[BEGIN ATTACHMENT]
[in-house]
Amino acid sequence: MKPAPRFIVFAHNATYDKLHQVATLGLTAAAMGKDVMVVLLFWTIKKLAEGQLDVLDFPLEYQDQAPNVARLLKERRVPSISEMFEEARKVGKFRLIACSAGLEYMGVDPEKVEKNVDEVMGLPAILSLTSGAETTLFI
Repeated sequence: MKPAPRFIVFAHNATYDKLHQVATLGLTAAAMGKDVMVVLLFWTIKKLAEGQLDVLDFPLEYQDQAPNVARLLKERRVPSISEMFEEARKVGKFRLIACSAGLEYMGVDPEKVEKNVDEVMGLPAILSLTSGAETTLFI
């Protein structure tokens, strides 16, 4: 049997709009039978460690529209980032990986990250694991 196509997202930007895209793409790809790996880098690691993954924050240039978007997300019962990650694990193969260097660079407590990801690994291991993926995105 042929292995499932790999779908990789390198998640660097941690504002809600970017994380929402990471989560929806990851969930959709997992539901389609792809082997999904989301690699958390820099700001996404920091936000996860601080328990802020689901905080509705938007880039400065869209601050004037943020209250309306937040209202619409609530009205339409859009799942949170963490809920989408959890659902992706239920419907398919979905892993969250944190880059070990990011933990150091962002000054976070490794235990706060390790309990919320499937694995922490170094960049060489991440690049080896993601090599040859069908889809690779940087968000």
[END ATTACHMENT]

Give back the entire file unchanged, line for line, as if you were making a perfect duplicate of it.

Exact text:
[in-house]
Amino acid sequence: MKPAPRFIVFAHNATYDKLHQVATLGLTAAAMGKDVMVVLLFWTIKKLAEGQLDVLDFPLEYQDQAPNVARLLKERRVPSISEMFEEARKVGKFRLIACSAGLEYMGVDPEKVEKNVDEVMGLPAILSLTSGAETTLFI
Repeated sequence: MKPAPRFIVFAHNATYDKLHQVATLGLTAAAMGKDVMVVLLFWTIKKLAEGQLDVLDFPLEYQDQAPNVARLLKERRVPSISEMFEEARKVGKFRLIACSAGLEYMGVDPEKVEKNVDEVMGLPAILSLTSGAETTLFI
């Protein structure tokens, strides 16, 4: 049997709009039978460690529209980032990986990250694991 196509997202930007895209793409790809790996880098690691993954924050240039978007997300019962990650694990193969260097660079407590990801690994291991993926995105 042929292995499932790999779908990789390198998640660097941690504002809600970017994380929402990471989560929806990851969930959709997992539901389609792809082997999904989301690699958390820099700001996404920091936000996860601080328990802020689901905080509705938007880039400065869209601050004037943020209250309306937040209202619409609530009205339409859009799942949170963490809920989408959890659902992706239920419907398919979905892993969250944190880059070990990011933990150091962002000054976070490794235990706060390790309990919320499937694995922490170094960049060489991440690049080896993601090599040859069908889809690779940087968000």